Censorship in India

Re: Internet Censorship: Reasonable or Not?

To the Editor:

Given the general Indian propensity to ban books or films that don't meet somebody's approval, the legal notice sent by Congress, which is the dominant player in government, to the makers of a film on Sonia Gandhi will necessarily have a chilling effect on its producers. While our censors have frowned on books and films after they have been aired, this must be the first attempt to censor a film even before it is made. What's more, the film is based on a biographical work by author Rashid Kidwai that's been quite uncontroversial. The grounds on which the film project is being questioned makes for interesting reading. It's that the film hasn't been authorized by Sonia Gandhi or a member of her family. Further, it's feared that the film will be an inaccurate portrayal of her life. Several fundamental questions pose themselves here: When one makes a film about a public figure, does it necessarily have to be authorised by that figure? The very assumption that this needs to be so suggests a culture that favours censorship over the vital freedoms which make for vibrant politics. This tendency is attested to by the draconian media Bill that the government intends to move in Parliament.

The other fundamental question is about the accuracy or inaccuracy of portrayals — who makes that judgment? The moment you arrogate that power to a particular authority, you have Big Brother. Democracy must permit multiple truths to jostle with each other, so that we can determine for ourselves which one (or ones) we prefer. Article 19(2) admits certain reasonable restrictions that can be imposed on the freedom of speech that's guaranteed by the Constitution. Restrictions could be on the grounds of security of the state, public order, decency, defamation, incitement, and so on, but nowhere is truth or falsehood of the representation included in this list. It follows that the constitution gives us the right to lie. Psychologists have shown that the average person lies at least once a day, and lying is the foundation of modern industries such as law, advertising, diplomacy, politics. Stress has to be placed as well on the word "reasonable" in Article 19(2). Placing restrictions on a film before one knows what its contents are cannot be termed reasonable. One can make the case that any biographical film involves condensing a life into three hours, and is therefore a departure from reality. It's possible to get an authorised version straight from Sonia Gandhi's representatives which, however, is still a lie. More radically, art itself is a creative departure from truth; to disallow that is to limit the space for artistic expression.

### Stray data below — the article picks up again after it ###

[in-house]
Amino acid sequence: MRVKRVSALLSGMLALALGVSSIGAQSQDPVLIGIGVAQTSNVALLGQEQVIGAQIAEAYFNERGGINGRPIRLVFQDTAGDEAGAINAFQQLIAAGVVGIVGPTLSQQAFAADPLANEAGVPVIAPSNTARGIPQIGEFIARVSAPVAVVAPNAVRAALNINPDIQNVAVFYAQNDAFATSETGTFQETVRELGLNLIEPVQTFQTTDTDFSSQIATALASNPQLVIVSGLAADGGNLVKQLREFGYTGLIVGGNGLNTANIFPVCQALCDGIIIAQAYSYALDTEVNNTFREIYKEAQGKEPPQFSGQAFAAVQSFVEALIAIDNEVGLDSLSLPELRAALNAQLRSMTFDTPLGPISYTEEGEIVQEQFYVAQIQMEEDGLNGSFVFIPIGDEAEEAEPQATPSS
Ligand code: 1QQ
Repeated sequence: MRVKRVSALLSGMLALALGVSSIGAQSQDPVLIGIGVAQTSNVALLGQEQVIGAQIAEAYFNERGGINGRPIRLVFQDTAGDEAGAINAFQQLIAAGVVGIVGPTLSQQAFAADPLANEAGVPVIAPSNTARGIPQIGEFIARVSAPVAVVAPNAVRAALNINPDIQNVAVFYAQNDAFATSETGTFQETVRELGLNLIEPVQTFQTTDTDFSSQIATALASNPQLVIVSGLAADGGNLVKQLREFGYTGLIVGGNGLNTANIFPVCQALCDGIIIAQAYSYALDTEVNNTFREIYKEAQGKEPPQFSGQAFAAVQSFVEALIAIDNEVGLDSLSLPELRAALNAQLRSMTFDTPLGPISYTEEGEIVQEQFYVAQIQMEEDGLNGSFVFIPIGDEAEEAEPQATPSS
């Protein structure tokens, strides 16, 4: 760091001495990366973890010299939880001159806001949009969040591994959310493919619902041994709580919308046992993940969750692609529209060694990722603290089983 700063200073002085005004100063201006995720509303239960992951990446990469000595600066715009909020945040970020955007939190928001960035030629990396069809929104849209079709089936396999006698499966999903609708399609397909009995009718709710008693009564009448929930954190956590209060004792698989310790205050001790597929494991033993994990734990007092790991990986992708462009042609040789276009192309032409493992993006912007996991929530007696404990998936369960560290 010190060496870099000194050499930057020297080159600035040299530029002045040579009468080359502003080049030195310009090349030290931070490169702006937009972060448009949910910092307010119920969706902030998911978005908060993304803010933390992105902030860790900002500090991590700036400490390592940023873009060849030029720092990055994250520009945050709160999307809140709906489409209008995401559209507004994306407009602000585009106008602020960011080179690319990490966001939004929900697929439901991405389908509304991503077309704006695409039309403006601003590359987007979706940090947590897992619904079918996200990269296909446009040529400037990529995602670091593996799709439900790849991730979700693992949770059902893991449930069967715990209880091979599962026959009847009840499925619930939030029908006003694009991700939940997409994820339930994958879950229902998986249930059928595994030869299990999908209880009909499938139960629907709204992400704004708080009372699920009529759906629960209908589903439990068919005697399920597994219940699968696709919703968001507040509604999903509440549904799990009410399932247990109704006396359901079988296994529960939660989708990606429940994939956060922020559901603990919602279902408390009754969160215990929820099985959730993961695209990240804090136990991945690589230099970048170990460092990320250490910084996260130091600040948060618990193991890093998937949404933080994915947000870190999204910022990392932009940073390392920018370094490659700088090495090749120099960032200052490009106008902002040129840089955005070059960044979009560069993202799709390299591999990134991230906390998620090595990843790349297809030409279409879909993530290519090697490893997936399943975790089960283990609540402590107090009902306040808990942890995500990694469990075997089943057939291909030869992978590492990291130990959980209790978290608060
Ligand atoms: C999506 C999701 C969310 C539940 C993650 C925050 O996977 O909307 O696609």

New Delhi, India